I was on some wrong medicine for my diagnosis and I was struggling one night because my daughter would not stop whining and crying. My son heard me yelling and crying and called my mom. When she got there I was calmed down. She came in the bathroom where I was and told me she was tired of my drama and why didn’t i just kill myself. So being in the mental state I was in I ran into the bedroom and grabbed a pistol, that I thought was unloaded. was told it was unloaded. She and my son wrestled the gun from my hand and i locked myself in the bathroom. She called ems and I was involuntarily committed. I was let go the next day. She can’t understand why I’m mad at that and says I’m unforgiving.
Let’s start with some basics. A pistol being that available should be one of the first things you attend to. As you are going through the need for medication and the potential results, let’s err on the side of caution and get guns out of reach — in a locked cabinet if you still want them in the house.
Your mother’s reaction to your need tells us a lot about her. She cannot be the person you rely on in an emergency. Get a list of nearby people you can trust who can be there for you in a crisis and let your son (and others in the house) know who they are. List those numbers near all the phones and plug them into yours and your children’s cell phones.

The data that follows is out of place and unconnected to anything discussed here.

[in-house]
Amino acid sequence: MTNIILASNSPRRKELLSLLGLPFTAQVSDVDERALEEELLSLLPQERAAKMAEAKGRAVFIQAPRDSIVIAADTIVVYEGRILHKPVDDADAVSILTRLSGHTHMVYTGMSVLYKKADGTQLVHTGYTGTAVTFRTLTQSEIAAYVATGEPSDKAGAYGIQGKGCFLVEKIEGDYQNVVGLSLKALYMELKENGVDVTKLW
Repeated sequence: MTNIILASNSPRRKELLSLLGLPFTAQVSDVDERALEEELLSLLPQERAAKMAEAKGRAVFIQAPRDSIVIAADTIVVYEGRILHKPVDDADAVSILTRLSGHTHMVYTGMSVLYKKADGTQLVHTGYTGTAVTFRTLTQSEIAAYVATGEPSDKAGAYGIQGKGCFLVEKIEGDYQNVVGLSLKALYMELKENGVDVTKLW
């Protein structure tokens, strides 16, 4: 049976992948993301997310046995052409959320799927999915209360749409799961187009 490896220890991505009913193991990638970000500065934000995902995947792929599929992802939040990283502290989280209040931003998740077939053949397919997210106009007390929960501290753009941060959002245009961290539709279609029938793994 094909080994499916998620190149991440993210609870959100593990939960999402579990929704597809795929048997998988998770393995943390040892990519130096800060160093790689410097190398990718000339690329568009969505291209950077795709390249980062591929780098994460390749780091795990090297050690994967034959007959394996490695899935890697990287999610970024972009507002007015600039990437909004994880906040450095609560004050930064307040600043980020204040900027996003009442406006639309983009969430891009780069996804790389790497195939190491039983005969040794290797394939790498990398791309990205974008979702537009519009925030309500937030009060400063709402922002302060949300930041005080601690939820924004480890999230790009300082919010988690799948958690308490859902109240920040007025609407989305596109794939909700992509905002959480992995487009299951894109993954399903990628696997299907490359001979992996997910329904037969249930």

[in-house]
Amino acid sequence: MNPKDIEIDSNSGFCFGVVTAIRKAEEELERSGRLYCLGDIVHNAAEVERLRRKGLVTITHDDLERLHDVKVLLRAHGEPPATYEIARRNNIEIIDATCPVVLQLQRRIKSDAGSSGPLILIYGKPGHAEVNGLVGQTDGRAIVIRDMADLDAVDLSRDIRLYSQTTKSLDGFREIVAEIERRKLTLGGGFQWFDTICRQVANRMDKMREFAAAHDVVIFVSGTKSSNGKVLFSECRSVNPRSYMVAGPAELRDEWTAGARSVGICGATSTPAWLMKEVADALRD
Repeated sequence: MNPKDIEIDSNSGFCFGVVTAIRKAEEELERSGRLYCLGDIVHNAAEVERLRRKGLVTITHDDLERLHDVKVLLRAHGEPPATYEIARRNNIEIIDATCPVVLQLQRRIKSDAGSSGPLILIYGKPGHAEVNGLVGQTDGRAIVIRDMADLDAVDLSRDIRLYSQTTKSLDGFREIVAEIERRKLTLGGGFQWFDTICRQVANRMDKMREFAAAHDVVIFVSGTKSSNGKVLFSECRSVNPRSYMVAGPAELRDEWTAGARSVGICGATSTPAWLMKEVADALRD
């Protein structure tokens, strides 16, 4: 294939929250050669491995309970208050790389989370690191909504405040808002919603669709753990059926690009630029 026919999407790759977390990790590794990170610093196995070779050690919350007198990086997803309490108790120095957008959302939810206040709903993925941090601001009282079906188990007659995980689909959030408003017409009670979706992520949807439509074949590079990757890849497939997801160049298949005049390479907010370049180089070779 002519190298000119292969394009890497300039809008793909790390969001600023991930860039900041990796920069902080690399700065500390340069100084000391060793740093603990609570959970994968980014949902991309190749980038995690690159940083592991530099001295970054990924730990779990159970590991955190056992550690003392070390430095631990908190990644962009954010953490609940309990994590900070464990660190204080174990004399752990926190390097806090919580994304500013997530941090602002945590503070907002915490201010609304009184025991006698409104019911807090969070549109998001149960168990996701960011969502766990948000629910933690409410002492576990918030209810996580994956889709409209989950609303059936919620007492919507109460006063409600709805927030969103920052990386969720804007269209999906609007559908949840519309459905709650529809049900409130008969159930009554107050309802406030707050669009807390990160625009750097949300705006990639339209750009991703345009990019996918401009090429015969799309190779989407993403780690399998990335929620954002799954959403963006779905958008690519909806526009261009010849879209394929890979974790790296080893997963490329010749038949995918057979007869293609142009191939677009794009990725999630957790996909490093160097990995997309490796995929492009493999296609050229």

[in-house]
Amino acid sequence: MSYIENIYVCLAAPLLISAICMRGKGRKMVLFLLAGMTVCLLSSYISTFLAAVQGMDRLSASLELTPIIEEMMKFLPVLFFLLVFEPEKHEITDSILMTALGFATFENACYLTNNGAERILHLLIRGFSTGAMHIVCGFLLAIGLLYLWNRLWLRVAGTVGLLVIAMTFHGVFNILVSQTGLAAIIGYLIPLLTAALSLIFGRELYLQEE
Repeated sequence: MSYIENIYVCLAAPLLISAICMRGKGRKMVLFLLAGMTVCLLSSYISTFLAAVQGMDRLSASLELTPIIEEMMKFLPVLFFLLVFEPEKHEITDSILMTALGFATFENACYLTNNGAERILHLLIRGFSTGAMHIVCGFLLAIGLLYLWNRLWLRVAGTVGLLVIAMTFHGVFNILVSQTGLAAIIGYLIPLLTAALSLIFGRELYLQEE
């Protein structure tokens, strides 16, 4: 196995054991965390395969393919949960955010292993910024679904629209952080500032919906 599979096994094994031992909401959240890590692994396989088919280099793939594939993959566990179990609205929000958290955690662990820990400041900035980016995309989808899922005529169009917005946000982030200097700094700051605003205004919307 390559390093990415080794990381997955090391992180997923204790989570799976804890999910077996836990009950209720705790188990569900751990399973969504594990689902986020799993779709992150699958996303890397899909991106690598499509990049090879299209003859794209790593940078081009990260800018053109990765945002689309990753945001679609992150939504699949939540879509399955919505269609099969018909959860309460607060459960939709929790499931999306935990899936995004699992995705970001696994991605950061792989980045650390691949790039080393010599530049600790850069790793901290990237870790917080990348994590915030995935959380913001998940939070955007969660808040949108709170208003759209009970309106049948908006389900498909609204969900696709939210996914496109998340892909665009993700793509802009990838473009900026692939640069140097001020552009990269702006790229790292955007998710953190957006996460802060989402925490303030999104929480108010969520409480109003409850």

I would highly recommend these precautions now and plan to meet with a family therapist. You can find a qualified person near you here. You will want to sort through what happened with this therapist. Your mom needs to be educated on how to help and not escalate a situation. She is the one that aggravated the situation to dramatic heights by inciting you while you were in your state.
Dan Tomasulo Ph.D., TEP, MFA, MAPP teaches Positive Psychology in the graduate program of Counseling and Clinical Psychology at Columbia University, Teachers College and works with Martin Seligman, the Father of Positive Psychology in the Masters of Applied Positive Psychology (MAPP) program at the University of Pennsylvania. He is Director of the New York Certification in Positive Psychology for the Open Center in New York City and on faculty at New Jersey City University. Sharecare has honored him as one of the top 10 online influencers on the topic of depression. For more information go to: http://www.dare2behappy.com/. He also writes for Psych Central's Ask the Therapist column and the Proof Positive blog.
APA Reference Tomasulo, D. (2018). Arguing with Mom. Psych Central.
Retrieved on November 18, 2019, from https://psychcentral.com/ask-the-therapist/2018/09/25/arguing-with-mom/
Last updated: 24 Sep 2018 (Originally: 25 Sep 2018) Last reviewed: By a member of our scientific advisory board on 24 Sep 2018 Published on Psych Central.com. All rights reserved.